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Home :: Archive :: 1997 :: January ::
Re: Cordelia and the Fool
Shakespeare Electronic Conference, SHK 8.0139.  Tuesday, 28 January 1997.

(1)     From:   Edward Pixley <
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        Date:   Monday, 27 Jan 1997 14:43:50 -0400 (EDT)
        Subj:   Re: SHK 8.0128  Re: Assorted

(2)     From:   Edward Pixley <
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        Date:   Monday, 27 Jan 1997 15:03:27 -0400 (EDT)
        Subj:   Re: SHK 8.0119  Cordelia and the Fool


(1)----------------------------------------------------------------------------
From:           Edward Pixley <
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 >
Date:           Monday, 27 Jan 1997 14:43:50 -0400 (EDT)
Subject: 8.0128  Re: Assorted
Comment:        Re: SHK 8.0128  Re: Assorted

I, too, am fascinated by the many wonderful insights introduced by Syd Kaston's
thread on Fool/Cordelia equations.  But, like Michael Friedman's reference to
Desdemona's commitment to life with her husband, I wonder what we do with
Cordelia's own I.1 statement, "Sure I shall never marry like my sisters, / To
love my father all."

(2)----------------------------------------------------------------------------
From:           Edward Pixley <
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Date:           Monday, 27 Jan 1997 15:03:27 -0400 (EDT)
Subject: 8.0119  Cordelia and the Fool
Comment:        Re: SHK 8.0119  Cordelia and the Fool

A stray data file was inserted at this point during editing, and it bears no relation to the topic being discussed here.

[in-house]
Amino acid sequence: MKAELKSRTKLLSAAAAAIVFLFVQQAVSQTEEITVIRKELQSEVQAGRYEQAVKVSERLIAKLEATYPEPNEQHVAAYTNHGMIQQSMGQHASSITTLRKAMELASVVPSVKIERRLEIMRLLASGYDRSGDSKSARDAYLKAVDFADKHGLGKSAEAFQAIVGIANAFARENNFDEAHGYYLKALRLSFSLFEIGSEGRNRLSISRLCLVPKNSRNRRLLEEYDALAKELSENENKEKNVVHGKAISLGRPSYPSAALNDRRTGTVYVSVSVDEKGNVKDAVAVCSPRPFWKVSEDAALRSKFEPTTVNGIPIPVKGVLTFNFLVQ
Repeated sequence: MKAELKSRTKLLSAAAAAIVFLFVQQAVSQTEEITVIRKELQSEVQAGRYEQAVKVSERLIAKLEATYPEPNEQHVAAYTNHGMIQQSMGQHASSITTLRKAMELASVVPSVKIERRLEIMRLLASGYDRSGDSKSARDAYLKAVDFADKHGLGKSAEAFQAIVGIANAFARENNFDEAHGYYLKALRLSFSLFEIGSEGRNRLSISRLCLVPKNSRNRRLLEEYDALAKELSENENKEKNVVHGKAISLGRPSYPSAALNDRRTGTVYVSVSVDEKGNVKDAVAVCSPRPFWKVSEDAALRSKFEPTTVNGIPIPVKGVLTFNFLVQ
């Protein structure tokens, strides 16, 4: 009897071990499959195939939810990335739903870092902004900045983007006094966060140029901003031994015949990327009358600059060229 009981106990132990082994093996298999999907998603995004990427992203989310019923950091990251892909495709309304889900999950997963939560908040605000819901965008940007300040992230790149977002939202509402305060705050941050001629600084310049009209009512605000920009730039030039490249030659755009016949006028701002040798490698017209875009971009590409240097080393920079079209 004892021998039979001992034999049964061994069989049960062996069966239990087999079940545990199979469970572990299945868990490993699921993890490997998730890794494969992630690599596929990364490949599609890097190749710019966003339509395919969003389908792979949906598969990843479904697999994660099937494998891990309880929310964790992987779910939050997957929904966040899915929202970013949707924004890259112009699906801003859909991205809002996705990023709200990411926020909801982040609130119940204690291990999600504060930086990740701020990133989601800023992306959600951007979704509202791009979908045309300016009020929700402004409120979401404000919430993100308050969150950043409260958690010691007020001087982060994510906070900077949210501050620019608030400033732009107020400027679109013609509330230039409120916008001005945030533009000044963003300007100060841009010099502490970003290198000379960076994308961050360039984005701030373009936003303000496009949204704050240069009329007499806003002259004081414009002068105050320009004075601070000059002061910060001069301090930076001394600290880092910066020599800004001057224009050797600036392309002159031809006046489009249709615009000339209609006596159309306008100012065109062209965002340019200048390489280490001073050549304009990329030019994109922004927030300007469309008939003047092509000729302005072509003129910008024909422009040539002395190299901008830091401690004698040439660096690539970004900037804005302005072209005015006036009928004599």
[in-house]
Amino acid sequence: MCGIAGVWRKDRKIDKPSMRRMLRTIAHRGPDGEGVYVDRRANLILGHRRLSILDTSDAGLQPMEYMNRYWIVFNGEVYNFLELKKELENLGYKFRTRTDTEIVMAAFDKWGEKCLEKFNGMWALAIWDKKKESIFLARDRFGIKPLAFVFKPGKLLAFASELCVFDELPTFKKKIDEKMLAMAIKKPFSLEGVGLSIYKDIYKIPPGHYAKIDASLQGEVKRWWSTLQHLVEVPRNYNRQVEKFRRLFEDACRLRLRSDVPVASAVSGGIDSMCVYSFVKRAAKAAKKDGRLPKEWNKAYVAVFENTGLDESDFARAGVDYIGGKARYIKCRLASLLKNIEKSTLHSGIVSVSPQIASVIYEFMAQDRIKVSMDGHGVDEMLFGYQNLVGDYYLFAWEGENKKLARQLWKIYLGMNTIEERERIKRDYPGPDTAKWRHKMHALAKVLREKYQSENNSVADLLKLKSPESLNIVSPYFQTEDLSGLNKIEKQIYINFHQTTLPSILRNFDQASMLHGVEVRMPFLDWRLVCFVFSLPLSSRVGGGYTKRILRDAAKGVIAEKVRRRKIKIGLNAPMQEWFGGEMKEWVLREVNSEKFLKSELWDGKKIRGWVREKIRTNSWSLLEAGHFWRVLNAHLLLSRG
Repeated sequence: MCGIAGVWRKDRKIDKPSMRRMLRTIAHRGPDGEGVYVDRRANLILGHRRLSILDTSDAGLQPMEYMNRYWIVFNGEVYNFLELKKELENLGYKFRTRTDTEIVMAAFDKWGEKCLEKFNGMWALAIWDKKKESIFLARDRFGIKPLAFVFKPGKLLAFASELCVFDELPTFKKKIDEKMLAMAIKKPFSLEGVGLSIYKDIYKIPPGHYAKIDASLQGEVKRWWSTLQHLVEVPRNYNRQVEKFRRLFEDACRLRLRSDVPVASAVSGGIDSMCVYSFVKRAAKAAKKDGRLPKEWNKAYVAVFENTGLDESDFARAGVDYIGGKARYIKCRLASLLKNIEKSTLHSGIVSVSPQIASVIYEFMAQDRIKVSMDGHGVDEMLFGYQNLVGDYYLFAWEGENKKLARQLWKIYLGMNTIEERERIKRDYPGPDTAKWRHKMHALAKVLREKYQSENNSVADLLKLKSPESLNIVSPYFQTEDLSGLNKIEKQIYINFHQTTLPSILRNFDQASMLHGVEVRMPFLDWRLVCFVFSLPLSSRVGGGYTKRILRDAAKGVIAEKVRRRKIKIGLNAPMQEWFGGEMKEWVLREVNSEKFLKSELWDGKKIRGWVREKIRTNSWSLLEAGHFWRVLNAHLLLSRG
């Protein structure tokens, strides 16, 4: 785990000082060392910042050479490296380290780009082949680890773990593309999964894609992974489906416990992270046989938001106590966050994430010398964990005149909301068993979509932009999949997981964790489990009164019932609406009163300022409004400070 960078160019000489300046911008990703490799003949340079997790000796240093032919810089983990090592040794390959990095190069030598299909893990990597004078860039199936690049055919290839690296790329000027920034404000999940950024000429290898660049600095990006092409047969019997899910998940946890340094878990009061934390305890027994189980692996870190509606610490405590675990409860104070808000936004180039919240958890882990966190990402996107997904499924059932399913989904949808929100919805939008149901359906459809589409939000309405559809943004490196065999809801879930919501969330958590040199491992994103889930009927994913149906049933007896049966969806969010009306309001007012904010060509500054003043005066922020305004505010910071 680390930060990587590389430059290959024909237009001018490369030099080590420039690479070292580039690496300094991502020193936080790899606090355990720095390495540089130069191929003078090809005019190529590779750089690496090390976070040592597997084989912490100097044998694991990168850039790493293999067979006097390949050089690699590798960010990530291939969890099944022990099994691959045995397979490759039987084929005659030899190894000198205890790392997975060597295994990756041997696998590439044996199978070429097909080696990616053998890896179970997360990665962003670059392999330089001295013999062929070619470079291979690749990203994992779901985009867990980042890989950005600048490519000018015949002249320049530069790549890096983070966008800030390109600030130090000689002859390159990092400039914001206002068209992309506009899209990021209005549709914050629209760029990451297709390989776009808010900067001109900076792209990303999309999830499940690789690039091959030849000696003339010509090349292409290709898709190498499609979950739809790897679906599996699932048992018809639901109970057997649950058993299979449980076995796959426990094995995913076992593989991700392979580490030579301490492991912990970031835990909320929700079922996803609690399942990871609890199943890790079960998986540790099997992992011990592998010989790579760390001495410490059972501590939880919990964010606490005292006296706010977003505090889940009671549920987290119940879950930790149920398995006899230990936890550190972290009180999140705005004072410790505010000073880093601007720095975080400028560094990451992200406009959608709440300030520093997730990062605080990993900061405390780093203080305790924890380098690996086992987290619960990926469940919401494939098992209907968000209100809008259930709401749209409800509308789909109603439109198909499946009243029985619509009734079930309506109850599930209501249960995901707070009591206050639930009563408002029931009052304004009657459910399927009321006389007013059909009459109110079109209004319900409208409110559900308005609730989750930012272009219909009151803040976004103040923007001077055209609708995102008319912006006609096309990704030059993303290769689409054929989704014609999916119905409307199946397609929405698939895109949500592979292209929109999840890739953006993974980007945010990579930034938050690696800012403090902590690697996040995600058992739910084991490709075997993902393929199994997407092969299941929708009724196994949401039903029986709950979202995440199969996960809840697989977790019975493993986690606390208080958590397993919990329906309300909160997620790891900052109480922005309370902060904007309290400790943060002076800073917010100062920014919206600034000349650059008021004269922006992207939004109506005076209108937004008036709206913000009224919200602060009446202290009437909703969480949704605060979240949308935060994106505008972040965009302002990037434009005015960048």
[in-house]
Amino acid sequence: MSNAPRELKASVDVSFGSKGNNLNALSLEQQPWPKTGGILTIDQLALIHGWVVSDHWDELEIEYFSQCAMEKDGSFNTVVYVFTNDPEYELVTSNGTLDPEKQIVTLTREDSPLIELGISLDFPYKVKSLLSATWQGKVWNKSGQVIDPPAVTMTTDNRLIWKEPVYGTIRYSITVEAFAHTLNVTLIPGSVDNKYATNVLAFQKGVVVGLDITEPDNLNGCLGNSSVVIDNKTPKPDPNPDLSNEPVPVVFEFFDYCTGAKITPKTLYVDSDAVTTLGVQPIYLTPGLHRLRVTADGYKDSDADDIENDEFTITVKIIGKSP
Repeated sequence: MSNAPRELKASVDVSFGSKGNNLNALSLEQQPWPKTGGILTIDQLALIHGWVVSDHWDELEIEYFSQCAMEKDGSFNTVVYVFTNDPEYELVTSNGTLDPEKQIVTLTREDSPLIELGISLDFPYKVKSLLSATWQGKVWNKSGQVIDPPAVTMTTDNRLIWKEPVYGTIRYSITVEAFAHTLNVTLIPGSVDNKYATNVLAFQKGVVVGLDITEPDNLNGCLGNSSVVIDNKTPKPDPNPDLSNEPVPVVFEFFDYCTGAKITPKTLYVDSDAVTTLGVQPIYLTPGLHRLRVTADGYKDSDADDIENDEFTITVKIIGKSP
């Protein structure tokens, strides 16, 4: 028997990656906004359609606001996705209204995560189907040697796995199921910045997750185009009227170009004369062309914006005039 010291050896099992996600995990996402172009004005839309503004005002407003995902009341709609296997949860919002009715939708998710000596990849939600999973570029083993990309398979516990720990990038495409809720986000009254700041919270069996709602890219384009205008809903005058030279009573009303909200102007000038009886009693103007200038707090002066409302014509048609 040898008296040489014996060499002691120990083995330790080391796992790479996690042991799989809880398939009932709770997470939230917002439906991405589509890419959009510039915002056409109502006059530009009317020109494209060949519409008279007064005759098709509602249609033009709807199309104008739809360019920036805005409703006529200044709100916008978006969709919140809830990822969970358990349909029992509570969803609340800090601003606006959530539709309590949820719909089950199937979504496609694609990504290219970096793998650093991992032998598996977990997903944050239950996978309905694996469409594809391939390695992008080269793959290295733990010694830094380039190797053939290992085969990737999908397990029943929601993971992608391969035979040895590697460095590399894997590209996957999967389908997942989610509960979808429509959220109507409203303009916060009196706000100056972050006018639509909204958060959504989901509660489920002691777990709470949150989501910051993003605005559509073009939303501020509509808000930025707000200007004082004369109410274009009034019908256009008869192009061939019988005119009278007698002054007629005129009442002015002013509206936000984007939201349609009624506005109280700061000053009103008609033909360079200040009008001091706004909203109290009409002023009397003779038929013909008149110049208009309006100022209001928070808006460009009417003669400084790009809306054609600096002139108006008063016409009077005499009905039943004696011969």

Caveat! Before anyone jumps on me for now recognizing that the last part of the
Cordelia speech I quoted is not in the first folio, we still have her earlier
lines from the same speech:  "Why have my sisters husbands if they say / They
love you all?"  For her to go into the disguise of the Fool following these
lines not only fails to give her the spoken entries to the disguise that we see
in Kent and Edgar, it suggests a deception more akin to what we find in Edmund.
 Though even Edmund revels in the deception of his disguise.  Though the thread
has revealed marvelously evokative Cordelia/Fool parallels, and actual disguise
seems to defy the conventions for disguise that Shakespeare uses elsewhere in
the play.

If I might add to the thread about Edgar's feigning hill climbing, I think it
was in _Shakespeare our Contemporary_ that Jan Kott got such wonderful mileage
out of this being a scene which could work only on that bare platform stage,
because illusionistic scenery would have to show us whether it is a hill or
whether it is a plain, and all the ambiguity is, thus, gone.
 

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